Investing in Psychedelics | Interview with Clara Burtenshaw & Sean McLintock, Neo Kuma Ventures

Neo Kuma Ventures Interview - Clara Burtenshaw and Sean McLintock - GCI Content Hub - Global Cannabis Intelligence - Psychedelics

Clara Burtenshaw and Sean McLintock of Neo Kuma Ventures joined the GCI Content Hub in conversation about investing in psychedelics.

Could you give our readers an overview of your professional backgrounds, and what led you to psychedelics?

Clara: I started my career at a Magic Circle law firm with a focus on corporate finance. After five years I moved across to private equity specialising in acquiring and scaling retailers, as well as launching them from scratch overseas. I loved the dynamics of high-growth operations, but the retail landscape was changing and I wanted to work in something more mission-driven. I had been looking at mental health and reading a lot about the science of psychedelics, and what would be required to translate promising research into medicines that could be used in conjunction with therapy.

It was clear that private capital would be required for this, and that in order to diligence the many entrants in this emerging space, excellent scientific advisors would be required to enable us to back the companies with the science, credentials and vision to help people the most. I started assembling this. Everything fell into place when I met Sean – we wrote a thesis covering the entire treatment arc with the mission of moving the standard of patient care forwards.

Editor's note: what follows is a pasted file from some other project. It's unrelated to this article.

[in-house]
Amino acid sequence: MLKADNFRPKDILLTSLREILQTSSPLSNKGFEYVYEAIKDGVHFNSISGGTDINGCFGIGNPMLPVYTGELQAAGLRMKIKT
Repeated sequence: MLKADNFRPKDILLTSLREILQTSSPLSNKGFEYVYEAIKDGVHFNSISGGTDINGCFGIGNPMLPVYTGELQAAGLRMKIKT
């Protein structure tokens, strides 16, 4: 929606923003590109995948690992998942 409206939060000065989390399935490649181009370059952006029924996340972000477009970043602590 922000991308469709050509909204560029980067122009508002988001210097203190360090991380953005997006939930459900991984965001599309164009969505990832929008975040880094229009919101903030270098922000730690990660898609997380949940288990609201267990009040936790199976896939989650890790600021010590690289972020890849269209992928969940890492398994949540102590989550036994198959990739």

Sean: I began my working life developing entrepreneurship incubators in emerging economies and later moved to a high-growth tech startup called Andela, working closely with the executive team to fundraise and scale across five new countries. After a few years, I moved to a family office where I invested in emerging asset classes and focussed on wealth management.

My personal experience of watching a family member suffer with addiction and find healing in psychedelic assisted therapy made me want to look at how access to such treatments could be rolled out at scale to help others. I began a journey exploring the clinical application of psychedelics and whether such a profound change could be replicated in a clinical setting. It is a fast-moving sector and I have not looked back since.

As the industry continues to grow at breakneck speed, what sectors appeal to you most in terms of deploying investment, and why?

We see a huge need for precision medicine in mental healthcare. This includes better diagnostics, patient stratification tools, and the development of biomarkers to better predict if and how a patient might respond to a certain medicine.